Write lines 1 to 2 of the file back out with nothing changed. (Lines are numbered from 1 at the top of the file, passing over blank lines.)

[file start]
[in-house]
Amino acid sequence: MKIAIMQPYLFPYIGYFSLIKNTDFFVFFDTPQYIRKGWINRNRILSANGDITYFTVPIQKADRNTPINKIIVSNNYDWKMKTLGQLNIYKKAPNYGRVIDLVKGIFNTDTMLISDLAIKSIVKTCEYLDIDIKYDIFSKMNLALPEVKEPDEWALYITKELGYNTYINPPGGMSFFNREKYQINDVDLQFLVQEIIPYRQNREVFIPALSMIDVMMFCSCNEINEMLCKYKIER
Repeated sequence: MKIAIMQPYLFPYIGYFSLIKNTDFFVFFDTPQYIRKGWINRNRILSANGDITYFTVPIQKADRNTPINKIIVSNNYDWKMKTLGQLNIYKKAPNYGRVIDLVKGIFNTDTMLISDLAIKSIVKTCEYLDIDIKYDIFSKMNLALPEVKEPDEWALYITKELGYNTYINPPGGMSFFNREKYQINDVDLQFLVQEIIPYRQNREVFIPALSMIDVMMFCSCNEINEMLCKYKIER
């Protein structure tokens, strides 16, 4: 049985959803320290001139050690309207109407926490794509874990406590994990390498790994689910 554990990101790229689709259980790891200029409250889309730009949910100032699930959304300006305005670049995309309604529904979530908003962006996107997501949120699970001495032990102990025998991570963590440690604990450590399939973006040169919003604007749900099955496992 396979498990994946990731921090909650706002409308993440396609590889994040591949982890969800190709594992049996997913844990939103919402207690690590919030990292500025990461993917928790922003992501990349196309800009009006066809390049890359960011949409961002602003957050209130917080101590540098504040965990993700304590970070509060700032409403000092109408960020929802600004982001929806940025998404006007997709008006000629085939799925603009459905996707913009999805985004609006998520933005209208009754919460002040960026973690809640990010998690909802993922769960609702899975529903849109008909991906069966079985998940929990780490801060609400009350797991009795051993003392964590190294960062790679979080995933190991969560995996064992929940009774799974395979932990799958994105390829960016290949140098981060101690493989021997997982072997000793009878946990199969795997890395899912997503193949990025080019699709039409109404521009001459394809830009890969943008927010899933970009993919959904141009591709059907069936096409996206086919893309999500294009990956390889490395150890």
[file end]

[in-house]
Amino acid sequence: MKIAIMQPYLFPYIGYFSLIKNTDFFVFFDTPQYIRKGWINRNRILSANGDITYFTVPIQKADRNTPINKIIVSNNYDWKMKTLGQLNIYKKAPNYGRVIDLVKGIFNTDTMLISDLAIKSIVKTCEYLDIDIKYDIFSKMNLALPEVKEPDEWALYITKELGYNTYINPPGGMSFFNREKYQINDVDLQFLVQEIIPYRQNREVFIPALSMIDVMMFCSCNEINEMLCKYKIER